14. 14. Internal as well as external <ul><li>Consider using a wiki as an internal knowledgebase </li></ul><ul><li>Staff can keep up to date – and excellent documentation tool. </li></ul>
  15. 15. Wikis – A Quick Guide <ul><li>Introducing the Wiki </li></ul><ul><li>Culture </li></ul><ul><li>Implementing </li></ul><ul><li>Exercise </li></ul><ul><li>Google Wave </li></ul>
  16. 16. Implementing <ul><li>Technical implementation </li></ul><ul><li>Getting it started </li></ul>
  17. 17. Technical Implementation <ul><li>Research the solutions </li></ul><ul><li>Host internally or use an external provider </li></ul><ul><li>Data ownership </li></ul><ul><li>Branding </li></ul>
  18. 18. Getting it started <ul><li>Build some content </li></ul><ul><li>Give it some structure </li></ul><ul><li>Name it – knowledgebase? </li></ul><ul><li>Monitor usage </li></ul><ul><li>Will people be afraid to edit others work? </li></ul>
  19. 19. Summary <ul><li>Wikis are a great tool </li></ul><ul><li>How to get it started </li></ul><ul><li>Remove barriers </li></ul><ul><li>Graphics in this presentation from </li></ul><ul><li>iStockPhotos, Fotolia, Dreamstime, Jupiter Images </li></ul>
  20. 20. Why does it matter? <ul><li>Excellent method for knowledge collaboration </li></ul><ul><li>A useful resource that can be populated by your customers </li></ul><ul><li>Excellent for internal documentation </li></ul><ul><li>Your ideas… </li></ul>
  21. 21. Google Wave <ul><li>Email taken to the next level </li></ul><ul><li>A hosted conversation combined with file sharing, instant messaging, social networking wiki and you can add applications </li></ul><ul><li>http://wave.google.com </li></ul>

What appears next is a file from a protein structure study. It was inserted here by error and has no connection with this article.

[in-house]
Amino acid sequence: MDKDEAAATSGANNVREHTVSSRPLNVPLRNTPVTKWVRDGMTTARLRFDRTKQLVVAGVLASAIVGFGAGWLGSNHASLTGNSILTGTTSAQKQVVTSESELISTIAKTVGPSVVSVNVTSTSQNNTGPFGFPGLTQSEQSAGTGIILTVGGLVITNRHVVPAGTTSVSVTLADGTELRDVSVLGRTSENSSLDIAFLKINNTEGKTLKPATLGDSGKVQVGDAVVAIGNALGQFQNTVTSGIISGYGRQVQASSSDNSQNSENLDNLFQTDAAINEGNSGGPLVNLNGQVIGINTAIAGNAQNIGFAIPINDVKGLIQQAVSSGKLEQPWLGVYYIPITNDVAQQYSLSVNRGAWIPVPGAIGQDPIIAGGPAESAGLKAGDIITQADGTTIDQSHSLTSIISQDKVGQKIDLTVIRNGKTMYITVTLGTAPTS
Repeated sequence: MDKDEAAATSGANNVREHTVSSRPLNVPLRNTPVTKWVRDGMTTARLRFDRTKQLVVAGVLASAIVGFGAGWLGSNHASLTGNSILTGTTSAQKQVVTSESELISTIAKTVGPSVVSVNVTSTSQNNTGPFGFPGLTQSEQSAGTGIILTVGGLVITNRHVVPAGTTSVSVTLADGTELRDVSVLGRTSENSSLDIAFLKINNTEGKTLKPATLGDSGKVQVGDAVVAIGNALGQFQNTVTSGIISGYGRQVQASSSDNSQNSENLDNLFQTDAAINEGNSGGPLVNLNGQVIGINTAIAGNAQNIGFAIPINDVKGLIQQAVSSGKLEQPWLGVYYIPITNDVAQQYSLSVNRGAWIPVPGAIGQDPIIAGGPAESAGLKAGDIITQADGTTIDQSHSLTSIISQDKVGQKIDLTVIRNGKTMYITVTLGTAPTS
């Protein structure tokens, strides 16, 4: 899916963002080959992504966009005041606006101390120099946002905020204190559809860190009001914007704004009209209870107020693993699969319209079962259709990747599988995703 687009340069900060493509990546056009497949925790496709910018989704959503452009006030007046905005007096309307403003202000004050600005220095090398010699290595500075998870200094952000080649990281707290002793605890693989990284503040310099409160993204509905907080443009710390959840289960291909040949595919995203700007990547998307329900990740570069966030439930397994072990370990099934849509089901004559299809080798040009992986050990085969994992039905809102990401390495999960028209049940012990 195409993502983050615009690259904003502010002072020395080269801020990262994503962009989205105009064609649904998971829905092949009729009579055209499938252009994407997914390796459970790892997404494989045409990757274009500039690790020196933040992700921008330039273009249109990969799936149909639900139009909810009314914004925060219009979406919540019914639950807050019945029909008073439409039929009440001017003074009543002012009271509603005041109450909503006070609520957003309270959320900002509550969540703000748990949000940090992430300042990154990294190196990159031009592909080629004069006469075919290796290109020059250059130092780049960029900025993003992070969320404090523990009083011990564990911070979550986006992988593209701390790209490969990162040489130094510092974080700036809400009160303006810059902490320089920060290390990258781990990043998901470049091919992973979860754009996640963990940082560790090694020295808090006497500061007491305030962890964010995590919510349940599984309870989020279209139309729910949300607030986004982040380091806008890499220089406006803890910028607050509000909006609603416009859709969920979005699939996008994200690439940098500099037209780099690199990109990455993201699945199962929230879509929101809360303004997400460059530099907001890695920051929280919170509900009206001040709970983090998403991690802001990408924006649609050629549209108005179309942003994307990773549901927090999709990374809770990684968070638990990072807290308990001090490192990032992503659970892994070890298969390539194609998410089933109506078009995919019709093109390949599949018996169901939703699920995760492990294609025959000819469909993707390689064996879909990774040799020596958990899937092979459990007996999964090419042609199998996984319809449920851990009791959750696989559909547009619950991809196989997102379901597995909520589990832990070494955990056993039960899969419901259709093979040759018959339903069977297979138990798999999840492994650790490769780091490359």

22. 22. Email is sent and forwarded with comments
  23. 23. <ul><li>Reply is sent with everyone copied in </li></ul><ul><li>Instant message is sent </li></ul>
  24. 24. <ul><li>Email is resent as it contains mistakes </li></ul><ul><li>More activities </li></ul>
  25. 25. <ul><li>Lots of emails, documents, instant messages sent, mixed in with everything else. </li></ul>
  26. 26. <ul><li>A hosted conversation for all to see in one place. </li></ul><ul><li>Documents shared </li></ul><ul><li>Previous post editable </li></ul><ul><li>Conversation kept </li></ul><ul><li>No more searching for that email that you didn’t receive </li></ul>
  27. 27. More than email <ul><li>Host centrally and keep the conversation in one place. </li></ul><ul><li>Edit older items, wiki style </li></ul><ul><li>Add applications such as google maps </li></ul><ul><li>Great video http://www.youtube.com/watch?v=p6pgxLaDdQw </li></ul>
  28. 28. What does it look like?
  29. 29. How does it work <ul><li>Demo on the course Wiki </li></ul>
  30. 30. Wave Words
  31. 31. Adding Chemical Science to the Wave Add as a contact - [email_address] Start a wave Add a chemical with the surround “Chem[Oxygen]” Post it and chemspidey makes a link Linked to Chemspider – a crowdsourced site of chemical structures
  32. 32. Exercise: <ul><li>On the course wiki: creating your own page </li></ul>